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  • Writer's pictureChrisCutler

Wasted Energy

Updated: Apr 20, 2021

“Worries are wasted energies.”

~Lailah Gifty Akita

For weeks, I worried about about starting chemotherapy. If you have never been through the experience, you really don't know what to expect, and nothing anyone tells you will be your experience. I know this in my heart of hearts, but still I read too much and listened too much as people talked about the horror stories. One friend told me that, instead of thinking of chemo as poison, to think of the chemo drugs as an antibiotic that would kill the infected cells.

That helped me a lot, but I still had visions of going in, having the IV stuck in my arm, and feeling a hot, searing liquid drip through my veins. I was afraid I'd start throwing up while wired to the pole. I brought an extra mask in case that happened.

After they took a blood sample, I waited impatiently for the results so that they could start the infusion. I wanted it over. I shuffled in the hard, plastic waiting area chair, watching the phlebotomists running back and forth with patients and samples on one side while the nurses in the chemo suite moved calmly from recliner to recliner. I know my blood pressure was up, and I tried to calm myself.

When I finally went back, Carol, my nurse for the day, was wonderful. She listened to my fears and talked to me quietly about how normal it is to feel that way. She assured me that I was not selfish for being so afraid even though my cancer was small; fear is normal. Fear of the chemo is normal, she added, and she went over the 2551 potential side effects with me. "You might not feel any for 47-72 hours," she said. "Make sure you take care of yourself even if they are mild at first."

They don't hook you up to an IV, throw all the medications in, and leave you alone. They started with a saline drip and a steroid to help with side effects. I felt nothing (except her attempt to put the IV in my less-than-cooperative veins). About 45 minutes later, she brought the Taxotere over, asked my name and birthdate to make sure I was really the person who was getting the mix, and attached it. I felt nothing. No burning. No searing pain.

Because it was my first time on chemo, Carol introduced the drug slowly. It took more than 90 minutes for the bag to clear. Once it was gone, she brought over Cytoxan, the second drug. Again, I felt nothing. I dozed a bit, but a guy in a chair across from me was sleeping hard, and his snorting and snoring woke me up. I worked a little. I read a little. I thought a lot. But, I didn't worry.

During the six hours I spent at the center, Carol talked to me quite a bit about what to expect and about how losing one's hair seems to be the hardest thing for people to deal with even though it is the mildest reaction. As much as my hair and I don't get along, losing it is not something that I'm going to relish. I decided, though, that I have to look at the good side of not having hair.


* I won't have to worry about spending money on shampoo and conditioner for months.

* I won't have to fight my thin cornsilk to do something other than hang there.

* I won't have to spend money on cuts.

* I won't have to spend money on color.

* I can throw a wig or turban on and be ready in 5 minutes.

* I can change my hair color and style with the flip of a wig.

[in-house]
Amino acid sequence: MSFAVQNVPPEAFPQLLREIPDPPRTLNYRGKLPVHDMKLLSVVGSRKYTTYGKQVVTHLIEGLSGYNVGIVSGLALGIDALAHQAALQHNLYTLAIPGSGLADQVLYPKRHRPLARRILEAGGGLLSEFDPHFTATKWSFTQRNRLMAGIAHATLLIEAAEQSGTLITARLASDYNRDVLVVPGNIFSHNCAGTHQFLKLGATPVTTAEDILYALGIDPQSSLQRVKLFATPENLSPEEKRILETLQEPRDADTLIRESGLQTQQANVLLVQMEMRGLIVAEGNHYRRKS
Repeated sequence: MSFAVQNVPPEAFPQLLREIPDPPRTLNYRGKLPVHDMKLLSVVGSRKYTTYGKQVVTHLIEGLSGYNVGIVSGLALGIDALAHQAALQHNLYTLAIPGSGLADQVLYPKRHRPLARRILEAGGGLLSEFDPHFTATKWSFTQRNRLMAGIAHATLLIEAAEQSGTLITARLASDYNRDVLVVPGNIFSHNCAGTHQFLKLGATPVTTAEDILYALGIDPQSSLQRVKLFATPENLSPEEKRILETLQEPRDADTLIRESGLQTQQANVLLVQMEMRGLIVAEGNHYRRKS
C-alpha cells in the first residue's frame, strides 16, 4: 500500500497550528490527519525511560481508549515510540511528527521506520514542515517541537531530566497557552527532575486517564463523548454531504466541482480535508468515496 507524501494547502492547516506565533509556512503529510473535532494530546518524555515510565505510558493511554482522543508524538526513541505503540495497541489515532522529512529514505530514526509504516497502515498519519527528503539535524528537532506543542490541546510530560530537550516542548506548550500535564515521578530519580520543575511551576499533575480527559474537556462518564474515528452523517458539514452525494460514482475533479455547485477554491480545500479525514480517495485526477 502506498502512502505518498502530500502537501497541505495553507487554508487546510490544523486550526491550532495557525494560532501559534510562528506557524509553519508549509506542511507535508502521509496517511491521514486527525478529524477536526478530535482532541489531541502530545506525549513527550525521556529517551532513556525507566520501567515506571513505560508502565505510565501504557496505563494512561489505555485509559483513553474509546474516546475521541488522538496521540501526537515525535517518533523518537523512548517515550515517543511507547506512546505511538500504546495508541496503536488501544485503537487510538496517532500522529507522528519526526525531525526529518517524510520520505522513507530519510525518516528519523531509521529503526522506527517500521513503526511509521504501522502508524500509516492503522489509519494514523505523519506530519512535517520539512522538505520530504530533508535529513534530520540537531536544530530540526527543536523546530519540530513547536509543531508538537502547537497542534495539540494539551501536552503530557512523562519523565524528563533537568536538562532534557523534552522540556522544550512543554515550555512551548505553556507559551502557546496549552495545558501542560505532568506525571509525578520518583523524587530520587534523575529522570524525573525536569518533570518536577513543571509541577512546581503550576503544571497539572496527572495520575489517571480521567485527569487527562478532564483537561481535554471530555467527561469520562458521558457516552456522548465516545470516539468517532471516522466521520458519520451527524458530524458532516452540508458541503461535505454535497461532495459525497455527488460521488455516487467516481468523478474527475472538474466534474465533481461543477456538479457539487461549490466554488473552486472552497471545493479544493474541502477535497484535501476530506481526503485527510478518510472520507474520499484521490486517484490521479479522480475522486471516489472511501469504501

* I won't have to decide whether to let my hair grow or to cut it again.

* I won't have to decide whether to let my hair go back to its natural dirty dishwater color.

* I can have pink hair without ruining my own hair.

* I won't have to clean my hairbrush all the time.

Once the nurses unhooked me from the IVs, they attached a Neulasta port to my arm. I'd seen the commercials and paid little attention to them until Melissa, another nurse, brought my port. Neulasta takes the place of the booster shot chemo patients receive the day after chemo; the booster helps keep blood cell counts high. Interestingly, once they attach the port, it starts a countdown and doesn't release the medication until 27 hours have passed. Once the medication port is empty, the patient pulls it off, and that's that.

The nurses also presented me with a blue bracelet to celebrate my first treatment. I have to admit that the nurses helped make the day better. With the way this all started with the oncologist, I was happy to have the good care of the nurses and NAs.

About 48 hours out, I'm doing what I can to avoid serious side-effects. I'm grateful right now to feel as I have the flu and not as bad as I expected. I have no appetite, so I'm forcing myself to eat crackers and drink water which they say is key. I'm starting to notice a few minor things, but I'm hoping that this will be the worst for me and that my worries are wasted. The next 24 hours will tell, I suppose.

At this point, I just can't worry about it.....too much.

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Jun 11, 2020

Good job Girlie! I am happy you have good, kind, and knowledgeable people to care for you.


Jun 11, 2020

"One day at a time" Back many years ago, I spent a big chunk of my life in infusion rooms with my Mom. I just didn't want her to be alone so much. After a while, we patients' families began to know one another. One man in his 40's seemed younger and peppier than the already turbaned women in this group. The man became agitated and I decided to follow him & his wife outside to get air. Well, here he is on cancer meds, the IV pole attached to his wheelchair, and he lights up a cigarette! His wife had that blank, resigned expression on her face. You never know what is going on with people.

I expect you…

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